Bad Boys for Life
It is the best of the three films, offering in some odd ways a corrective to the prior installments.
As much as we exalt superheroes in comic books, movies, and TV, it would suck if they were real. Capitalism, misogyny, and the corruptive nature of absolute power would undoubtedly consume any super individual, creating untouchable demagogues and not genuine heroes. Amazon’s new series “The Boys” (based on the comic book by Garth Ennis and Darick Robertson) is inspired by that hard truth, and depicts a world where superheroes aren’t just blockbuster figures but worldwide dignitaries, albeit part of a very tangible cynical enterprise. With a filthy mouth and a penchant for exploding people into puddles of blood, “The Boys” has some dark fun with this premise, until it starts to feel like a missed opportunity—the series pilot is a helluva hook, in that it can grab you and then drag you through the next less spirited seven hours, always hoping that something will seem as clever as its great premise.
It’s an exciting world to be dropped into, with its bracingly honest take on the superhero constructed out of criticism against the likes of Marvel and DC Comics, and making it real by showing just how superficial it would be: the PR stunts, the stock points, the movie deals. And it presents compelling off-the-wall scenarios too, like what would happen if a superhero killed someone you love in the supposed line of duty. That’s the case with Jack Quaid’s Hughie, who watches his girlfriend Robin (Jess Salgueiro) burst into a splash of guts when a “supe” named A-Train (Jessie T. Usher) blitzes through her on the street. The corporation behind A-Train and other heroes, Vought Industries, want to chalk it up to collateral damage, and give the traumatized Hughie a settlement package, which his father (Simon Pegg) encourages him to take. But Hughie wants something more—he wants justice. For the history of how many villains have been inspired to fight superheroes based on personal grudges, it’s a compelling flip, as the caped crusaders are mostly the douchebag villains, and the ones trying to kill the heroes are the good guys.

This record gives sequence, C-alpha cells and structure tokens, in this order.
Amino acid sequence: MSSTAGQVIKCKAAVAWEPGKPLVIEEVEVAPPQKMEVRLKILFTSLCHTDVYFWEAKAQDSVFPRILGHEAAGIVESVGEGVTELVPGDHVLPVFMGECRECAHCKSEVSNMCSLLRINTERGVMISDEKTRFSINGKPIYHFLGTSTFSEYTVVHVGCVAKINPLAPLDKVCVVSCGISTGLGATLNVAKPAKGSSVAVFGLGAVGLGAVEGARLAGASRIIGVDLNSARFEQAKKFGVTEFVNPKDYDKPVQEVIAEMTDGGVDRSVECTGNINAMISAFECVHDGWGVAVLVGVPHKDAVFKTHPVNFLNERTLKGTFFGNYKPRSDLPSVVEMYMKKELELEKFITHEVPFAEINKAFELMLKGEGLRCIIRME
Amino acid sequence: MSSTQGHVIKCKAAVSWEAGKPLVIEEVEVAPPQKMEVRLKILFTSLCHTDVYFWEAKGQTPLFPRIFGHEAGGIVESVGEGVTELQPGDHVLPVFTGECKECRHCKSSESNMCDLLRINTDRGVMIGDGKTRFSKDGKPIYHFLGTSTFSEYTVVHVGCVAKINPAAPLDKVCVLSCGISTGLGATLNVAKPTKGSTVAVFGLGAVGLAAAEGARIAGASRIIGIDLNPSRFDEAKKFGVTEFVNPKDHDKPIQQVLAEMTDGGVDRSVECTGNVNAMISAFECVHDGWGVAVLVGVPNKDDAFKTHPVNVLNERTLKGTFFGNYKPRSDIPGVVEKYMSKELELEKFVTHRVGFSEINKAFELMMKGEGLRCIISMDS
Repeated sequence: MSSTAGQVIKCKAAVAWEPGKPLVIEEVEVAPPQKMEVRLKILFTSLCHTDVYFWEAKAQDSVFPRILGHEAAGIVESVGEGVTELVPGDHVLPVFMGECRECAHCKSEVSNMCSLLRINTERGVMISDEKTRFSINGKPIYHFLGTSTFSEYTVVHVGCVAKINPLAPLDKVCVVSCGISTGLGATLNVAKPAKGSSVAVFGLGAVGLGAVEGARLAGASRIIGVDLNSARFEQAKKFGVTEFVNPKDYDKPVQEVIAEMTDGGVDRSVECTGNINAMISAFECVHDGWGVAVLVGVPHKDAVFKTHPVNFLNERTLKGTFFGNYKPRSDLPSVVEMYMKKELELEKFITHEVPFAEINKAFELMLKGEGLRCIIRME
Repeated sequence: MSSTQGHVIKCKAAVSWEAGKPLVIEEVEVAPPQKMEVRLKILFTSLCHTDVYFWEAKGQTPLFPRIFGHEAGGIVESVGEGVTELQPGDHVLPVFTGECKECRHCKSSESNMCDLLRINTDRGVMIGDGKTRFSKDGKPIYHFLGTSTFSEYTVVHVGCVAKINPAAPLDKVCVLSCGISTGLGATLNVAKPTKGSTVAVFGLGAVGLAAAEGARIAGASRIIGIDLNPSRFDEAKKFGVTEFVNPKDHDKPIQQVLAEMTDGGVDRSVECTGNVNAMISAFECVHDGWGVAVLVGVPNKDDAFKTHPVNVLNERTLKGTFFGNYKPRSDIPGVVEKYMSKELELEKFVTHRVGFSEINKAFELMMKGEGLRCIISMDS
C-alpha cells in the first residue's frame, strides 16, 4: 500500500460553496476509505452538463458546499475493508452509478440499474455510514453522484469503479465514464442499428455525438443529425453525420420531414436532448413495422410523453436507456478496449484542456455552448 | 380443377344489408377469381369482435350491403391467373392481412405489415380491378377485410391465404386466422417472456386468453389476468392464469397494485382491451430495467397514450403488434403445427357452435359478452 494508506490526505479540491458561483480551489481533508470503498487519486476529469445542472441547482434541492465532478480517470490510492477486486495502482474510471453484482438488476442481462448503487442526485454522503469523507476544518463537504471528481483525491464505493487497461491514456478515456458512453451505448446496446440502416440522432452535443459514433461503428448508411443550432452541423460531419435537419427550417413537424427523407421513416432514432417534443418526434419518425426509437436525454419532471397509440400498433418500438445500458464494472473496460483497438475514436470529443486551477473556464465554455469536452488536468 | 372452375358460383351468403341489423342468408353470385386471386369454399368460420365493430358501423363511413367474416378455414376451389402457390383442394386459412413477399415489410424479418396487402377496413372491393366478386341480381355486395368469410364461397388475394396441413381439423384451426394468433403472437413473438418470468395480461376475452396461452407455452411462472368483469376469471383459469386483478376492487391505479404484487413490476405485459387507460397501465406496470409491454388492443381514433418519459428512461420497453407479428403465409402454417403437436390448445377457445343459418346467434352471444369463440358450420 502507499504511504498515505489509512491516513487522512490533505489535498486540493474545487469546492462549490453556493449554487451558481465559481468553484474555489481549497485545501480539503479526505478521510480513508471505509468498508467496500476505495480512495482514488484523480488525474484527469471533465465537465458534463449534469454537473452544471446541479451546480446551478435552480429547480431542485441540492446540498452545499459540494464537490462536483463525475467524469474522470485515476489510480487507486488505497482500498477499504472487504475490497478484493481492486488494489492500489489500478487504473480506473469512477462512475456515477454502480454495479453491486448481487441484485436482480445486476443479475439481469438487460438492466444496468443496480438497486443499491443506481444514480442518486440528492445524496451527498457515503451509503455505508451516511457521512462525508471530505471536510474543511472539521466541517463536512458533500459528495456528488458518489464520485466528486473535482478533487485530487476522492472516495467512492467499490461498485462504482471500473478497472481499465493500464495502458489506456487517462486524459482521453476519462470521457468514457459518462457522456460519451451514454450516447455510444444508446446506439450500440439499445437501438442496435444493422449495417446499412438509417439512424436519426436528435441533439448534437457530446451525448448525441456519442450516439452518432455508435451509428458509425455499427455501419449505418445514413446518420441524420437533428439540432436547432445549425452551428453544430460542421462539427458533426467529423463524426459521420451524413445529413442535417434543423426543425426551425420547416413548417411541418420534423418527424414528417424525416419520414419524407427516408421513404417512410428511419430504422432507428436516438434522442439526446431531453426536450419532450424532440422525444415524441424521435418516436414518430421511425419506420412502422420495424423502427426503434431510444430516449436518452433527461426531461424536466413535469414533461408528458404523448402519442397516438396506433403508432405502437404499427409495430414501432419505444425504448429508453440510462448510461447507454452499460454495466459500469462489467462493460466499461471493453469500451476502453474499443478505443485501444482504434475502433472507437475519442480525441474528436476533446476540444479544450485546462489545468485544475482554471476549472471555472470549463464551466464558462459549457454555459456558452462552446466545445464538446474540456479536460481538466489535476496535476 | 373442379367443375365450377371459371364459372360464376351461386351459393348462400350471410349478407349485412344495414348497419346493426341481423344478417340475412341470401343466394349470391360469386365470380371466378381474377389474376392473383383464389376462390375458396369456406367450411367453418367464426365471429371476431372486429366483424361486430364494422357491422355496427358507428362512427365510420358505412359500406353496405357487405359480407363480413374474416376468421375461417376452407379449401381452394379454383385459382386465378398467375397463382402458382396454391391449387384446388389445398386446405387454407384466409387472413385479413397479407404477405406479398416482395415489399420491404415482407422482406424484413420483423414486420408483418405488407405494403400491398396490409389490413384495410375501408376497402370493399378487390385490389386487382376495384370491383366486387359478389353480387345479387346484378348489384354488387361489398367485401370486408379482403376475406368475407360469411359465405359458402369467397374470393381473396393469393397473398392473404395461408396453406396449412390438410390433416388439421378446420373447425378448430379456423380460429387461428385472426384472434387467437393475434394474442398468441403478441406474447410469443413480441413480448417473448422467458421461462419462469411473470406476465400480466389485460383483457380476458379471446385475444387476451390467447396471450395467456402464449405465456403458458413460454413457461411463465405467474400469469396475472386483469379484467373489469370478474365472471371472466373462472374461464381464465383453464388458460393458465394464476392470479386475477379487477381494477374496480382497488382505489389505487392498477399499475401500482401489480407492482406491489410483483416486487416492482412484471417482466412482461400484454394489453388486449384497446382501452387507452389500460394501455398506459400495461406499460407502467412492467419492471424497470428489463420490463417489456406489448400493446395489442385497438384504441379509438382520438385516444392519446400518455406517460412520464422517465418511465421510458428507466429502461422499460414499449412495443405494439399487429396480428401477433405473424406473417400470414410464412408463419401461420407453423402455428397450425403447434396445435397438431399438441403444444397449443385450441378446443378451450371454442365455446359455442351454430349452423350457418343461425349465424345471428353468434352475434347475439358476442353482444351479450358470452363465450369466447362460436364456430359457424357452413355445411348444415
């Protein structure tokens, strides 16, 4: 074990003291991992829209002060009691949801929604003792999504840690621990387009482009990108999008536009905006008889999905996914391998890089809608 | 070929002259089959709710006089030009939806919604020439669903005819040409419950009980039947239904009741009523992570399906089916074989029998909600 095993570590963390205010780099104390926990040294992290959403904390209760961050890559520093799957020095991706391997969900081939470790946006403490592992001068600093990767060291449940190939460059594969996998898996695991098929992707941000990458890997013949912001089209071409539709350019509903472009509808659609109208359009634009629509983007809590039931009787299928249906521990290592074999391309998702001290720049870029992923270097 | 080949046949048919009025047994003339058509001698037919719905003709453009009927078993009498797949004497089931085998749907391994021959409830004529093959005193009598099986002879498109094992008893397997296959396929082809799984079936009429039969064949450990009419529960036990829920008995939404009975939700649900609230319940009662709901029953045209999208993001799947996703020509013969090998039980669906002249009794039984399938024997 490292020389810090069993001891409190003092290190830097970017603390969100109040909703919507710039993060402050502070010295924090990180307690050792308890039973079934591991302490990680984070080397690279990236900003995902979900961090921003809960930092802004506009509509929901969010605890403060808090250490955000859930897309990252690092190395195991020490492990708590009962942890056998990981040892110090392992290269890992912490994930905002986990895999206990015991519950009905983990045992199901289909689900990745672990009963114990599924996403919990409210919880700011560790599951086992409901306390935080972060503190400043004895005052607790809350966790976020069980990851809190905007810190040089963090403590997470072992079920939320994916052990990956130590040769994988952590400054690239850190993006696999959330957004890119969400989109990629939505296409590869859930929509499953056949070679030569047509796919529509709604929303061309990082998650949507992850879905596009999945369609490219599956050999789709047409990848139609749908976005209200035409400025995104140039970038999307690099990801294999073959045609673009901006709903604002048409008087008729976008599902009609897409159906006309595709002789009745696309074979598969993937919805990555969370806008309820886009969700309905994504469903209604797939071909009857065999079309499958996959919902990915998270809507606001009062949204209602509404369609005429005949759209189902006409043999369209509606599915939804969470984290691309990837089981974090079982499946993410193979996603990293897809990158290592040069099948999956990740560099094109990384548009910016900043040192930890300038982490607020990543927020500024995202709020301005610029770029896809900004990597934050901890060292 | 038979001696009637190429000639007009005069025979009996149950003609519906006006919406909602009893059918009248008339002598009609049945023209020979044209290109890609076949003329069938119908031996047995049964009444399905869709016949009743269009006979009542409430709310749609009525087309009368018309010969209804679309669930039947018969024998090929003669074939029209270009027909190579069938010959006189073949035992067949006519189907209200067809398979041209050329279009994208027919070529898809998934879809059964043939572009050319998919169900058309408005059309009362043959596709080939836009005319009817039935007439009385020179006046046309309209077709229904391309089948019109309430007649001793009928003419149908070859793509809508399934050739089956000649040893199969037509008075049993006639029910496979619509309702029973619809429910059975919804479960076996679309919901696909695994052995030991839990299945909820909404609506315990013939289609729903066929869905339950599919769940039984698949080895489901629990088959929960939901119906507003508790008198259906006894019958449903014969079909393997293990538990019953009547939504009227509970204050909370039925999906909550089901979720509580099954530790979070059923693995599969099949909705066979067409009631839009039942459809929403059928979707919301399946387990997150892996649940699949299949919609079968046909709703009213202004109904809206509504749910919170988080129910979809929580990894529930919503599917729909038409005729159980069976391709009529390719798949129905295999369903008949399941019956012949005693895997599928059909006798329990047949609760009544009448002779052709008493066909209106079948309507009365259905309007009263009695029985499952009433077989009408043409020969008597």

But “The Boys” visibly struggles to have a personality outside of its concept, which is best embodied by Karl Urban’s character Billy Butcher, who enters into Hughie’s life offering a way to get payback against all supes. At first you think this is more Hughie’s story, especially as Quaid’s performance is effectively twitchy and scared, but it’s more about the machinations set in place by Billy. Once Billy’s plot to hunt heroes takes off by about episode three, each episode practically starts with him sending Hughie on a type of mission, while he speaks in half-slang and a Cockney accent. All this to say that he looks like a parody of a tough guy, and that this series takes him seriously to a dangerous fault, shedding him of his dynamic qualities. In spite of his abrasive entrance into Hughie’s life Billy is just another scowling mug, leading a group of other gritty anti-superhero men like Laz Alonso's Mother's Milk and Tomer Capon's Frenchie. That the series is named after Billy's group isn’t the statement of a show with an encouraging bluntness, but a revelation of the boring side that "The Boys" struggles to conceal.